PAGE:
Cushman & Wakefield Stiles & Riabokobylko, the Russian office of global real estate consultant Cushman & Wakefield, has negotiated the relocation of Deloitte's Russian office to White Square Office Center, one of the biggest office buildings in Moscow. Deloitte will occupy office premises totaling 29,000 m², which makes it the biggest deal of the year in the office rental market in Russia.
Jointly constructed by US developers AIG/Lincoln and Coalco, White Square is a 70,000 m² premier Class-A office complex consisting of two 15-floor buildings and one six-floor building (building A - 34,025 m², building B - 29,976 m² and building C - 9,920 m²). White Square is situated in the center of Moscow, near Belorusskaya metro station, in one of the preferred locations for international companies in the Russian capital.
Deloitte will fully occupy building B office premises for an 11-year term. The company plans to move to the new office in mid 2008.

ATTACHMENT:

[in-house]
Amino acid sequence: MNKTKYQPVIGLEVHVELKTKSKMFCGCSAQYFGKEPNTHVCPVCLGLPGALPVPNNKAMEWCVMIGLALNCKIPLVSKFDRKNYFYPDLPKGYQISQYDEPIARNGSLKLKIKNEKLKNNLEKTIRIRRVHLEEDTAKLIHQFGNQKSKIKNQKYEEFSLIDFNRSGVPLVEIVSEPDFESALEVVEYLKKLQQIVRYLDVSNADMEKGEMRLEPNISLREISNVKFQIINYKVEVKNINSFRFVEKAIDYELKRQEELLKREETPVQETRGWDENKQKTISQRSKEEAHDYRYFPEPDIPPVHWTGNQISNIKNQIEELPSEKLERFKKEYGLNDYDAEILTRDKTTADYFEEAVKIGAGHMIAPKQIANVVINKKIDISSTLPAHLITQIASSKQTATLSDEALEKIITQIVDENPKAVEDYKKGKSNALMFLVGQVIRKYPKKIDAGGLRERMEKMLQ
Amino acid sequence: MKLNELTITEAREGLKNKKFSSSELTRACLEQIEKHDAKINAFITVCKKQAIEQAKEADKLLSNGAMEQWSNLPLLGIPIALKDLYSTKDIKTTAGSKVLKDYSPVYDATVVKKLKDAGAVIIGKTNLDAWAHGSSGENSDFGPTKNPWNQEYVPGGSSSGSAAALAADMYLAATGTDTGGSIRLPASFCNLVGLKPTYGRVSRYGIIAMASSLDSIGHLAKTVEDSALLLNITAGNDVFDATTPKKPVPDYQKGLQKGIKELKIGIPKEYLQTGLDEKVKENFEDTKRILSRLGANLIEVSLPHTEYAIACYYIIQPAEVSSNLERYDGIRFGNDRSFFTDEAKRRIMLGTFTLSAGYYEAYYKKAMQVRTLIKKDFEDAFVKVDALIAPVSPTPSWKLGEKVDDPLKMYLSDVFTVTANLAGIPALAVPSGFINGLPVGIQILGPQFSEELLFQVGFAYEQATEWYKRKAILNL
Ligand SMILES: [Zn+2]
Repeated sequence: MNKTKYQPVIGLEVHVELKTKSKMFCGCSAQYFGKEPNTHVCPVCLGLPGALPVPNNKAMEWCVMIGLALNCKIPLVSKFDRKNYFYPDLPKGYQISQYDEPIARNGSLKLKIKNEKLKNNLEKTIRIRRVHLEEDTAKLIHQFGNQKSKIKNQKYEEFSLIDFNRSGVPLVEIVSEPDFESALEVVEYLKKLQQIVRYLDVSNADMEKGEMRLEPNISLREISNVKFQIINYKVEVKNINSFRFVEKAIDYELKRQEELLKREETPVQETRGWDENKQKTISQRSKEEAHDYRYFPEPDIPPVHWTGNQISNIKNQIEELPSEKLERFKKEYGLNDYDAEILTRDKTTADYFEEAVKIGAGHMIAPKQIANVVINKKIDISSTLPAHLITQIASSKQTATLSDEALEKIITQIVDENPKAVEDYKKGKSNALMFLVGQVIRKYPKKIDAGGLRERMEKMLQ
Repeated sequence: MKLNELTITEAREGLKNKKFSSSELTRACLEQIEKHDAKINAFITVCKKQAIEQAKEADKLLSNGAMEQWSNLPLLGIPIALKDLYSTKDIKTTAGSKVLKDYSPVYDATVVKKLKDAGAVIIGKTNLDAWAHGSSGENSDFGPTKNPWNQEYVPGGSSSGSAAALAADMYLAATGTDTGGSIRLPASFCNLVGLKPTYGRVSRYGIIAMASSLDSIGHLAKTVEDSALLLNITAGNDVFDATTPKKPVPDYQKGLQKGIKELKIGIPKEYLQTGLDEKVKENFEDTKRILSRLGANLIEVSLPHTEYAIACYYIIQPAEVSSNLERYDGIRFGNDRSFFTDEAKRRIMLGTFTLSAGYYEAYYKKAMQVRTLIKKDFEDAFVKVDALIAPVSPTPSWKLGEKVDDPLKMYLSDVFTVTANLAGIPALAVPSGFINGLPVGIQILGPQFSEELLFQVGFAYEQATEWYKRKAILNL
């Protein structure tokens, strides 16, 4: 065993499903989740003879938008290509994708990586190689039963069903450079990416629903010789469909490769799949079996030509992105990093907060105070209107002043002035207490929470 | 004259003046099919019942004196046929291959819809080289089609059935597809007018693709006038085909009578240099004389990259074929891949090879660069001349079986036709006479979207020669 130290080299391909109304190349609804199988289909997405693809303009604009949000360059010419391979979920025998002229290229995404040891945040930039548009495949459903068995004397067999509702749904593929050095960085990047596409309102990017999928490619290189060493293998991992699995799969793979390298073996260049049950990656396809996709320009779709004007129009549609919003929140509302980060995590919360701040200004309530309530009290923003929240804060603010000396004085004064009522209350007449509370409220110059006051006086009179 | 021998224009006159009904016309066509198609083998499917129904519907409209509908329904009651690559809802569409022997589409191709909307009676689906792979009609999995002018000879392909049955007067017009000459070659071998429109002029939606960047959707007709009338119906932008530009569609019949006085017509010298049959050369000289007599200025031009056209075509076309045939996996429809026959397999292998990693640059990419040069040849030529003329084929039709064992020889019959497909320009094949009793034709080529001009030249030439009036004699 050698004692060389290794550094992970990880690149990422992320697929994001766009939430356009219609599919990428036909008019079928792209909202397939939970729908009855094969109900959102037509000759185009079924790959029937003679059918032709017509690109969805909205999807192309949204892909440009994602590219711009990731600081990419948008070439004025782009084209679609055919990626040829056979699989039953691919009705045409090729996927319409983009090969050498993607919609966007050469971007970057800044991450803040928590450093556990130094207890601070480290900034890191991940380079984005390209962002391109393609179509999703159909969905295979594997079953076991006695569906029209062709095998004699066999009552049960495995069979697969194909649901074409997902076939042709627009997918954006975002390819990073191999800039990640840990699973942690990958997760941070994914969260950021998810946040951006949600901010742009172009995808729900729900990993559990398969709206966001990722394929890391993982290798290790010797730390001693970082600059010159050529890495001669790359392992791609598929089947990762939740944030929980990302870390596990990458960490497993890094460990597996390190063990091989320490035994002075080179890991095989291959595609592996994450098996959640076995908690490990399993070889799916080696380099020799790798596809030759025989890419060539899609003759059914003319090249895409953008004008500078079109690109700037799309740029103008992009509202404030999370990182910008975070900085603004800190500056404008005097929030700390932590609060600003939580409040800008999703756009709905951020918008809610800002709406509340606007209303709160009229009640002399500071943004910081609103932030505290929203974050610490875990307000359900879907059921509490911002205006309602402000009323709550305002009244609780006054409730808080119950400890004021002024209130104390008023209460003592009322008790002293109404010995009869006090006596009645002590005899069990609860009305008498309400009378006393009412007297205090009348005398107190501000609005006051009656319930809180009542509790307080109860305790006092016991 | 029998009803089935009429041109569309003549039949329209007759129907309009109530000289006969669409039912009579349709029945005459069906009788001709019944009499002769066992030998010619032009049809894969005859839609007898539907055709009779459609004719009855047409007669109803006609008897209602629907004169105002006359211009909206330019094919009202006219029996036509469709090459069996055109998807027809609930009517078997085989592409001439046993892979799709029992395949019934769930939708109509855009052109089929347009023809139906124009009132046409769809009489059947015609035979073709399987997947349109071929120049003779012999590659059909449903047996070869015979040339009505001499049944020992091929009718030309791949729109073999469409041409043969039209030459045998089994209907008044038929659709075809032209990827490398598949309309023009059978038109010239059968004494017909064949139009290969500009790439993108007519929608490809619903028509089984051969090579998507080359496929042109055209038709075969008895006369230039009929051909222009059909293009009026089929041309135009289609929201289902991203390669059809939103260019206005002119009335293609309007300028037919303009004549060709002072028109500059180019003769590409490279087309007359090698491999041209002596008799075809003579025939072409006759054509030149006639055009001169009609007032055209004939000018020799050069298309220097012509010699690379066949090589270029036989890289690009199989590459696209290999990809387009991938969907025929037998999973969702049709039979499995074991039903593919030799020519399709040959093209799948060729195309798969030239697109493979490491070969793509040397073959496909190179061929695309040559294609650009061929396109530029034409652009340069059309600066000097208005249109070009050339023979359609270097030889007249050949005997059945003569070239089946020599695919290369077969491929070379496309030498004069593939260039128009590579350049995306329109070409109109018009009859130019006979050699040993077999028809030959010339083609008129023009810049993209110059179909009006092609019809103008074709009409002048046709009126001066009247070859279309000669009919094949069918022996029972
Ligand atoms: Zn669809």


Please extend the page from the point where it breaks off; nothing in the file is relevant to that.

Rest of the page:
Dan Koch, Managing Partner of Deloitte CIS, says: "Our firm has demonstrated 50% annual growth during the last five years. Naturally, our office space needs have expanded as well. We are sure that our business will maintain its pace of growth in the future. White Square is in full compliance with Deloitte's requirements."
Brian Patterson, Managing Partner of AIG/Lincoln Russia, says: "We were very pleased that an internationally well known company such as Deloitte has chosen White Square Office Center for its main business location in Russia."
Aaron Block, Head of Office Agency, Cushman & Wakefield Stiles & Riabokobylko, adds: "It is important to recognize the significance of this transaction. Not only does the deal secure Deloitte's occupancy needs for the next few years, and it is the first deal closed at the début Russian development of AIG/Lincoln and Coalco, but also people are calling this the largest office transaction in Russia's history."
White Square Office Center will be delivered December 2007-2008. Aaron adds: "Preleasing office space will continue to be the corporate occupiers' preferred method of beating Moscow's skyrocketing real estate prices for the foreseeable future."
Source: Cushman & Wakefield